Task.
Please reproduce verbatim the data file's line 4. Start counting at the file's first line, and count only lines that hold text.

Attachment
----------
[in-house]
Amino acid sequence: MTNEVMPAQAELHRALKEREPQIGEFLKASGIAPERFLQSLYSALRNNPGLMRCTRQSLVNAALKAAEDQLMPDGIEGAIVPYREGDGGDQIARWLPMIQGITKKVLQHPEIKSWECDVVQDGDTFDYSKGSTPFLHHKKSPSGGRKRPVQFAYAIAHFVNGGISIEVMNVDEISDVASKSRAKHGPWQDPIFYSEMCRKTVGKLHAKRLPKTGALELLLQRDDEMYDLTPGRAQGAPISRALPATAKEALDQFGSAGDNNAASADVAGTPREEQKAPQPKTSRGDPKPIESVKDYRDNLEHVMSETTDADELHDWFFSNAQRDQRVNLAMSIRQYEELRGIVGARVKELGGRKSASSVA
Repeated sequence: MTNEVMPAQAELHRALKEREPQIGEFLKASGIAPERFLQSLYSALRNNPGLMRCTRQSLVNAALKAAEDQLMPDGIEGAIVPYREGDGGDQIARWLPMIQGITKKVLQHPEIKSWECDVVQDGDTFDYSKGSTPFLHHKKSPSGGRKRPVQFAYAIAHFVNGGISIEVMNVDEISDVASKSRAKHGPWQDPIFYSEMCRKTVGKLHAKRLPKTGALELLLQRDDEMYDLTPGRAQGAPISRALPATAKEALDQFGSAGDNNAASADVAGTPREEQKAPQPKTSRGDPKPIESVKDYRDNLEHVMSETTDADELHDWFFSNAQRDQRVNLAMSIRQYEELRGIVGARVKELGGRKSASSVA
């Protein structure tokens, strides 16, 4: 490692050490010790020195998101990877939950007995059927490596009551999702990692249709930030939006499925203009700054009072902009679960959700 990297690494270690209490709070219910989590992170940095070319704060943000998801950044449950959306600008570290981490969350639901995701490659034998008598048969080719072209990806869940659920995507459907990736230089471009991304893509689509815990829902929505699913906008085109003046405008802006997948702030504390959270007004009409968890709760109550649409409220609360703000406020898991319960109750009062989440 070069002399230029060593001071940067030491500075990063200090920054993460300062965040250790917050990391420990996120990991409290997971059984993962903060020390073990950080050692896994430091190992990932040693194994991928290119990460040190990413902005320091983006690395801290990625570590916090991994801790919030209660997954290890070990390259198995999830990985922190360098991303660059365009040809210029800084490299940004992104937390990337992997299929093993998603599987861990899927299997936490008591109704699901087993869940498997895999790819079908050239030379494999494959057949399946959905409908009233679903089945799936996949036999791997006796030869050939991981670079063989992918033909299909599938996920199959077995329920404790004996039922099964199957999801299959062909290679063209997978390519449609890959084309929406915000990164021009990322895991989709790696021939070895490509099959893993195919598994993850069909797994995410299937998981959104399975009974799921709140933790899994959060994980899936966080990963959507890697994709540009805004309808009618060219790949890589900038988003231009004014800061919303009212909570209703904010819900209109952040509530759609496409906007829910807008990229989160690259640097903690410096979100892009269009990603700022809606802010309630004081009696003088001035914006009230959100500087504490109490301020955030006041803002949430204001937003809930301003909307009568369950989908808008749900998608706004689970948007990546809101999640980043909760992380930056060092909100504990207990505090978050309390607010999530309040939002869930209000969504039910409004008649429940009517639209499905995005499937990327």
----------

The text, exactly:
């Protein structure tokens, strides 16, 4: 490692050490010790020195998101990877939950007995059927490596009551999702990692249709930030939006499925203009700054009072902009679960959700 990297690494270690209490709070219910989590992170940095070319704060943000998801950044449950959306600008570290981490969350639901995701490659034998008598048969080719072209990806869940659920995507459907990736230089471009991304893509689509815990829902929505699913906008085109003046405008802006997948702030504390959270007004009409968890709760109550649409409220609360703000406020898991319960109750009062989440 070069002399230029060593001071940067030491500075990063200090920054993460300062965040250790917050990391420990996120990991409290997971059984993962903060020390073990950080050692896994430091190992990932040693194994991928290119990460040190990413902005320091983006690395801290990625570590916090991994801790919030209660997954290890070990390259198995999830990985922190360098991303660059365009040809210029800084490299940004992104937390990337992997299929093993998603599987861990899927299997936490008591109704699901087993869940498997895999790819079908050239030379494999494959057949399946959905409908009233679903089945799936996949036999791997006796030869050939991981670079063989992918033909299909599938996920199959077995329920404790004996039922099964199957999801299959062909290679063209997978390519449609890959084309929406915000990164021009990322895991989709790696021939070895490509099959893993195919598994993850069909797994995410299937998981959104399975009974799921709140933790899994959060994980899936966080990963959507890697994709540009805004309808009618060219790949890589900038988003231009004014800061919303009212909570209703904010819900209109952040509530759609496409906007829910807008990229989160690259640097903690410096979100892009269009990603700022809606802010309630004081009696003088001035914006009230959100500087504490109490301020955030006041803002949430204001937003809930301003909307009568369950989908808008749900998608706004689970948007990546809101999640980043909760992380930056060092909100504990207990505090978050309390607010999530309040939002869930209000969504039910409004008649429940009517639209499905995005499937990327």